I have been working on my school bus conversion for several years. I wanted to do as much of the conversion myself as I could. One of the things I wanted was a nice graphic design. I priced several companies and the prices were impressively beyond my range. A few even cost more than what I paid for the bus.
That's when the wheels started turning. Some may remember I started out with a vinyl plotter/cutter. I was thrilled with this accomplishment, yet I wanted more. I have a sublimation printer that I use in my workshop but it only prints letter sized prints. I tried piecing together a collage on the passenger side of the bus for two reasons. 1. I wanted to see what it would look like. 2. I wanted to test the durability of the prints. The images on the passenger side have been up for about a year and show no signs of fading.
But I wanted a full size graphic. I found a 13" X 19" Epson Photo printer for $20 at a Habitat for Humanity Restore and the race was on again. Next was to find a waterproof outdoor paper that size. I found paper (actually printable vinyl) at Papilio.com to fit my printer. It is also available in standard 8.5" X 11" and 11" X 17" sizes.
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Step 1: Supplies
Step 2: Design Your Graphic
There are several ways you can do this. Since I have no artistic ability I decided to use pictures from the internet. I gathered pictures that I felt represented America the Beautiful. This is by no means all inclusive. It's just how many images I could fit into the designated space.
If you are or someone you know is a good artist you can draw your art work in a proportional size and scan it and use that. However you obtain your image it needs to be scanned at a high resolution to retain clarity when enlarged.
There are several free online programs to print a wall poster from a standard picture. I opted to try RoynaSoft which will allow you to print the first three pages free. I liked it so much I decided to spend the $19.95 to buy the program and print the other five pages. I knew right away that I'd be printing more full sized graphics. RoynaSoft has more user options than the online programs and allows you to save the project on your computer. When looking at the screen view it shows the poster in blocks. It allows you to print one or multiple pages in the event you need to replace one panel.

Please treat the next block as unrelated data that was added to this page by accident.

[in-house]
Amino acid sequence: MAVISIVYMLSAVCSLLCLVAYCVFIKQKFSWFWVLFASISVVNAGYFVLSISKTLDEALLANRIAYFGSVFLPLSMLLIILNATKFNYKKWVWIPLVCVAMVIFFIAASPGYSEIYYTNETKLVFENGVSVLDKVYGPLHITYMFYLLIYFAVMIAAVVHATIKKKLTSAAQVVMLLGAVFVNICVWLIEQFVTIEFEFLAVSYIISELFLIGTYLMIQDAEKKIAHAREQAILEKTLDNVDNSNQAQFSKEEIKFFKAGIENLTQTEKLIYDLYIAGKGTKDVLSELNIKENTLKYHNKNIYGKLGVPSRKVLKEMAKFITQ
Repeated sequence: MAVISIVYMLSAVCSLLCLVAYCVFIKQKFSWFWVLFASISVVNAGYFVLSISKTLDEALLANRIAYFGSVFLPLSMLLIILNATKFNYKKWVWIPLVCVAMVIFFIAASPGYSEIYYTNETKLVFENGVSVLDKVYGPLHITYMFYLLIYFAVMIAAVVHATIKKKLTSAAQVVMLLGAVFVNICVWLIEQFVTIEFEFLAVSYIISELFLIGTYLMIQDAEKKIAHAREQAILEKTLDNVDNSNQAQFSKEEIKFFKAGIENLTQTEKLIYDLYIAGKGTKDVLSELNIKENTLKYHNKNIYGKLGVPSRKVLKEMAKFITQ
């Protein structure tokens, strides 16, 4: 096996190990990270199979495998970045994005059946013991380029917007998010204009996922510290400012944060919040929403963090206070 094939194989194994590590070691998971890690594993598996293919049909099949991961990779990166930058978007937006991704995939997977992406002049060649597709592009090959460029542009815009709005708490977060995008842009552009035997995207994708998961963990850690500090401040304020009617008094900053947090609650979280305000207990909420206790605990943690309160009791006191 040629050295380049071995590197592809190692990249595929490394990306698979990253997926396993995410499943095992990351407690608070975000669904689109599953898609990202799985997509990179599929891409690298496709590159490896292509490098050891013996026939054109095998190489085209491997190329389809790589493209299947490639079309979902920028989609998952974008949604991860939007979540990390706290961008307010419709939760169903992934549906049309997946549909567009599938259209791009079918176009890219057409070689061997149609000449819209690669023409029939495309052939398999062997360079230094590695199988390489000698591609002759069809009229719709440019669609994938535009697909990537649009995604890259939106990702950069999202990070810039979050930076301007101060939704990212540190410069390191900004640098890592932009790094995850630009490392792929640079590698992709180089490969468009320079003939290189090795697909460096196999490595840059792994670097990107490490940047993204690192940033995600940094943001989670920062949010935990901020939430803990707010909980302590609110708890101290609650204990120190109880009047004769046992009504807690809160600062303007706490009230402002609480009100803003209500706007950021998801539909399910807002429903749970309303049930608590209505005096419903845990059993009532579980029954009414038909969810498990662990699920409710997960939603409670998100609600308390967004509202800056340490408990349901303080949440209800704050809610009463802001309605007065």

Step 3: Application
Make sure your surface to be applied is clean, smooth and free of grit and grime. I used isopropyl alcohol after cleaning to remove any residue and as a surface prep. Measure your area and draw a horizontal and vertical center line to center and keep your image straight.
You can apply a wet application or dry application. Since the temperature was in the 90's I opted for the wet application. When using the dry application at that temperature once you touch the vinyl to vechicle it is stuck. You cannot reposition it. .The wet application allows you to adjust the vinyl until you are satisfied. Once you are satisfied squeegee the panel from the center towards the outer edges to remove any excess water and air.
This is what the image looked like when I pieced together several images into a collage.
This is the first test on the passenger side compared to the second on the drivers side. I'm now plotting on the rest of the free space on the bus. The whole graphic on the drivers side cost less than a hundred dollars and took less than 30 minutes to apply. $37 for the printable vinyl and a couple ink cartridges. The vinyl is out door rated by I also purchased the UV top coat spray for added protection, and additional $15. At this rate you can experiment with different designs and change them as often as you like.
This is a cool idea for vans, campers even work trucks. It's the same process as the professional vechicle wraps except they use large printers and do the same thing in large sheets. Theirs are put together in the same manner.
Anyway, stay tuned. I've got other ideas for the bus.